VANCOUVER -- Maybe it was too much adrenalin flowing in the opening game of the Stanley Cup playoffs.
Or a lack of discipline.
Whatever the reason, the Vancouver Canucks paid the price for too many penalties Wednesday night in a 4-2 loss to the Los Angeles Kings.
"Some guys who are killing them, they play a ton of minutes," said Vancouver captain Henrik Sedin. "Other guys sit on the bench and do nothing for 10-15 minutes.
"That's something we've really got to focus on for next game. They had a good power play. They kept us in our end for the full two minutes and it's tough, mentally."
The best-of-seven Western Conference quarter-final continues in Vancouver on Friday before shifting to Los Angeles for games Sunday and Wednesday.
The Kings went 2-for-7 on the power play and stayed in the game by getting their first two goals with extra skaters.
At one point, Vancouver took seven of eight penalties over the first two periods, including a pair of two-man advantages.
The last of those penalties was a boarding major and a game misconduct to Byron Bitz, a fourth-liner called up from the AHL Chicago Wolves.
He hammered Kyle Clifford into the corner boards and his head struck the glass.
Clifford remained on the bench in the second period but left the game with what the club called an upper body injury. He didn't play a shift after the hit.
"I thought we had a lot of energy but maybe we ran out of position to get those big hits," said Alex Burrows who scored on his own rebound of the first shot of the game.
"We've just got to channel our energy a little bit better and make sure we play better as a team."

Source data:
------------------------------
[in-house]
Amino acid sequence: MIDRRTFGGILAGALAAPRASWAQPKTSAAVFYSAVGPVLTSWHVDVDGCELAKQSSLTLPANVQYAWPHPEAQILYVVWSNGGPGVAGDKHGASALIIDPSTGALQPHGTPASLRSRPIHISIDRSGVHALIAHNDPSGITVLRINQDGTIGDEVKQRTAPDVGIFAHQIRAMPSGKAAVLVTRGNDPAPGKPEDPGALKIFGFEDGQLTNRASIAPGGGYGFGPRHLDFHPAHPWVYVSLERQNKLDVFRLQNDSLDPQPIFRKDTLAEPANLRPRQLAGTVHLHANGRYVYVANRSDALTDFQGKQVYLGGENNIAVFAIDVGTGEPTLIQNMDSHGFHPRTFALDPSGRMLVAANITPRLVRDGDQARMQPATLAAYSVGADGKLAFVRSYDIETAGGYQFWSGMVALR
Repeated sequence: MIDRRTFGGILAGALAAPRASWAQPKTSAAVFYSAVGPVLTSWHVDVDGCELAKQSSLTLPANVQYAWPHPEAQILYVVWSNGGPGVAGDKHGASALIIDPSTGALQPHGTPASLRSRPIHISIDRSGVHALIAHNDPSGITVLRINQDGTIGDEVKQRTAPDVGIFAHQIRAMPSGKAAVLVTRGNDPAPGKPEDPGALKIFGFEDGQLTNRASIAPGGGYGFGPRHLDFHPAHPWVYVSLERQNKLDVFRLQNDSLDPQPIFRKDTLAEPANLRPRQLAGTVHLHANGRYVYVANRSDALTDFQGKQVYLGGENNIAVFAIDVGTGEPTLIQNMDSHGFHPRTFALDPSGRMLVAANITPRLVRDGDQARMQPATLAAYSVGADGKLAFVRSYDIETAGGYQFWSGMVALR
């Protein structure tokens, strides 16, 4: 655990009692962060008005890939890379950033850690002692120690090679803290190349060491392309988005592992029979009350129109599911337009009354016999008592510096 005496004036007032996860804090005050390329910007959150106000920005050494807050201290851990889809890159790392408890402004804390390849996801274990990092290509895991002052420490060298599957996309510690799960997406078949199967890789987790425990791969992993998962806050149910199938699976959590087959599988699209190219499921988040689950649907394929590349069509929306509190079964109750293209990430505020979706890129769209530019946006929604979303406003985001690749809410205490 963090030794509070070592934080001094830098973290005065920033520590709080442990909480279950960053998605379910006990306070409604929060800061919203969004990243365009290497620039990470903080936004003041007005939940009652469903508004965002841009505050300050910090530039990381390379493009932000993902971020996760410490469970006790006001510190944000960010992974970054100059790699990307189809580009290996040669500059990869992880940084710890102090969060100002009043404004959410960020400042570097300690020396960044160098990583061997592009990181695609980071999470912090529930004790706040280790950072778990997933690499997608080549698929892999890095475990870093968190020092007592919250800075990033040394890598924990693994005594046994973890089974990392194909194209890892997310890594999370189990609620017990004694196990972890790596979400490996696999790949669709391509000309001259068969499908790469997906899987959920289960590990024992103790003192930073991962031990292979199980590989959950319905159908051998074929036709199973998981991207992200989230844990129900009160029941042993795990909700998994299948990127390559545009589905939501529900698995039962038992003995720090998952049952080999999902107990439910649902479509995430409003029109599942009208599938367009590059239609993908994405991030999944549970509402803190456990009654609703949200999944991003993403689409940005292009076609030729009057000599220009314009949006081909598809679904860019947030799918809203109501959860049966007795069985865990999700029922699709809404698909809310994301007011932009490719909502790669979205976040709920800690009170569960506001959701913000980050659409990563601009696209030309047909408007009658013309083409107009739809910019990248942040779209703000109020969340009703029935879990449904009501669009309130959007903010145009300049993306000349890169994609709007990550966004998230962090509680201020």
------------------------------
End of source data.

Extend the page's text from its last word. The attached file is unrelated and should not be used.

"If you give them two five-on-threes and a five-minute power play it's tough to stay in a playoff game when you do that," he said.
Vancouver was trying to kill off the Bitz penalty when former Canuck Willie Mitchell, who had a career-high five goals during the regular season, gave the Kings a 2-1 lead.
Ryan Kesler started the Canucks' penalty parade when he came out of a post-whistle goalmouth scrum with an unsportsmanlike conduct penalty.
Chris Higgins compounded the problem by taking the first of two Vancouver delay-of-game penalties for firing the puck out of the rink.
"They're tough calls," Burrows said.
"Some of those calls, we made it easy on the refs, shooting pucks out of play. It's part of the game. It doesn't affect us. We're going to move on and get ready for Game 2."
Burrows and rookie Zack Kassian were assessed charging calls.
"Normally in April or May hockey that call's out of the books but we saw them tonight," Burrows said. "That's fine with us. We just have to regroup and play better next game."
Canuck coach Alain Vigneault said the Kings were helped by Vancouver's penalty troubles but were still the better team.
"You can't take the number of penalties we took tonight," Vigneault said.
"Our top personnel were playing tons of minutes. Instead of attacking, we're killing penalties. It's definitely not what we want to do."
Penalty killer Jannick Hansen, who deflected Mitchell's shot past Luongo, said the Canucks did well to enter the third period tied 2-2 despite the penalties.
"You can't be too upset about that," Hansen said. "It's a pretty good result considering how many penalties we took.
"Maybe there was a little too much emotion where you take a hit at a guy right now and for some reason the refs were calling those. We need to be aware of that and take a little bit off it."
Notes: The Canucks led the NHL in one-goal games with a 27-9-9 record during the regular season ... Los Angeles was 17-14-15 ... only the Minnesota Wild, with 177 goals, scored fewer than the 194 goals counted by the Kings in the regular season ... the Kings outscored the Canucks 61-48 over the two clubs' last 20 games before the playoffs ... the teams combined for 43 goals when Vancouver eliminated the Kings in a six-game first-round series in 2010.